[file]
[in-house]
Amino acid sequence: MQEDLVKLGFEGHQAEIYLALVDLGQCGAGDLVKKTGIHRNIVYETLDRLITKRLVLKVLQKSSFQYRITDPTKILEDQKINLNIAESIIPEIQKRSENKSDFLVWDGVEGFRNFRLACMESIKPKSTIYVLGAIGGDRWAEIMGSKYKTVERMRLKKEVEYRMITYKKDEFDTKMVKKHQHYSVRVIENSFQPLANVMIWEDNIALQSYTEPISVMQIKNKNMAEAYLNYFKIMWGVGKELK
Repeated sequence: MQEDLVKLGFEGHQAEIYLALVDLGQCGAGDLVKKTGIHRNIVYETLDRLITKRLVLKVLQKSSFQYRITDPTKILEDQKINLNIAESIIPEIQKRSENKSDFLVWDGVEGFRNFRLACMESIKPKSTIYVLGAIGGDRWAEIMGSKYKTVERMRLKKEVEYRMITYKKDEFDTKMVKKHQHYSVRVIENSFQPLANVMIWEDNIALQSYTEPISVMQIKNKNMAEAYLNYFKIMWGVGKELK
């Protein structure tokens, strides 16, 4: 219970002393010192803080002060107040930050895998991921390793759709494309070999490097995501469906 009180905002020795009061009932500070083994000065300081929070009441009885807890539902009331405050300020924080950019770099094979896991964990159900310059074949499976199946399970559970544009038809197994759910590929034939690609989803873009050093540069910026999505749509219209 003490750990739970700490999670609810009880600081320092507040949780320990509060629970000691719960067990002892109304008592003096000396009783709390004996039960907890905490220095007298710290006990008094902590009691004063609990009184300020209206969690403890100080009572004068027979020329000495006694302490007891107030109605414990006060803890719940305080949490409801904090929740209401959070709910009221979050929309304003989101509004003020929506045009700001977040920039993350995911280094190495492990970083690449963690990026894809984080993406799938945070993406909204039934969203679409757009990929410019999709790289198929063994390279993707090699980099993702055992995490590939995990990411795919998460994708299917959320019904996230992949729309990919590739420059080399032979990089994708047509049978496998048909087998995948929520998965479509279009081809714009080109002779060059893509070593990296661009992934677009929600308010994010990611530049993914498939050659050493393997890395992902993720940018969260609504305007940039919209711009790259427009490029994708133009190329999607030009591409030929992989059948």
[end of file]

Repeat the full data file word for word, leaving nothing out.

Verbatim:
[in-house]
Amino acid sequence: MQEDLVKLGFEGHQAEIYLALVDLGQCGAGDLVKKTGIHRNIVYETLDRLITKRLVLKVLQKSSFQYRITDPTKILEDQKINLNIAESIIPEIQKRSENKSDFLVWDGVEGFRNFRLACMESIKPKSTIYVLGAIGGDRWAEIMGSKYKTVERMRLKKEVEYRMITYKKDEFDTKMVKKHQHYSVRVIENSFQPLANVMIWEDNIALQSYTEPISVMQIKNKNMAEAYLNYFKIMWGVGKELK
Repeated sequence: MQEDLVKLGFEGHQAEIYLALVDLGQCGAGDLVKKTGIHRNIVYETLDRLITKRLVLKVLQKSSFQYRITDPTKILEDQKINLNIAESIIPEIQKRSENKSDFLVWDGVEGFRNFRLACMESIKPKSTIYVLGAIGGDRWAEIMGSKYKTVERMRLKKEVEYRMITYKKDEFDTKMVKKHQHYSVRVIENSFQPLANVMIWEDNIALQSYTEPISVMQIKNKNMAEAYLNYFKIMWGVGKELK
């Protein structure tokens, strides 16, 4: 219970002393010192803080002060107040930050895998991921390793759709494309070999490097995501469906 009180905002020795009061009932500070083994000065300081929070009441009885807890539902009331405050300020924080950019770099094979896991964990159900310059074949499976199946399970559970544009038809197994759910590929034939690609989803873009050093540069910026999505749509219209 003490750990739970700490999670609810009880600081320092507040949780320990509060629970000691719960067990002892109304008592003096000396009783709390004996039960907890905490220095007298710290006990008094902590009691004063609990009184300020209206969690403890100080009572004068027979020329000495006694302490007891107030109605414990006060803890719940305080949490409801904090929740209401959070709910009221979050929309304003989101509004003020929506045009700001977040920039993350995911280094190495492990970083690449963690990026894809984080993406799938945070993406909204039934969203679409757009990929410019999709790289198929063994390279993707090699980099993702055992995490590939995990990411795919998460994708299917959320019904996230992949729309990919590739420059080399032979990089994708047509049978496998048909087998995948929520998965479509279009081809714009080109002779060059893509070593990296661009992934677009929600308010994010990611530049993914498939050659050493393997890395992902993720940018969260609504305007940039919209711009790259427009490029994708133009190329999607030009591409030929992989059948």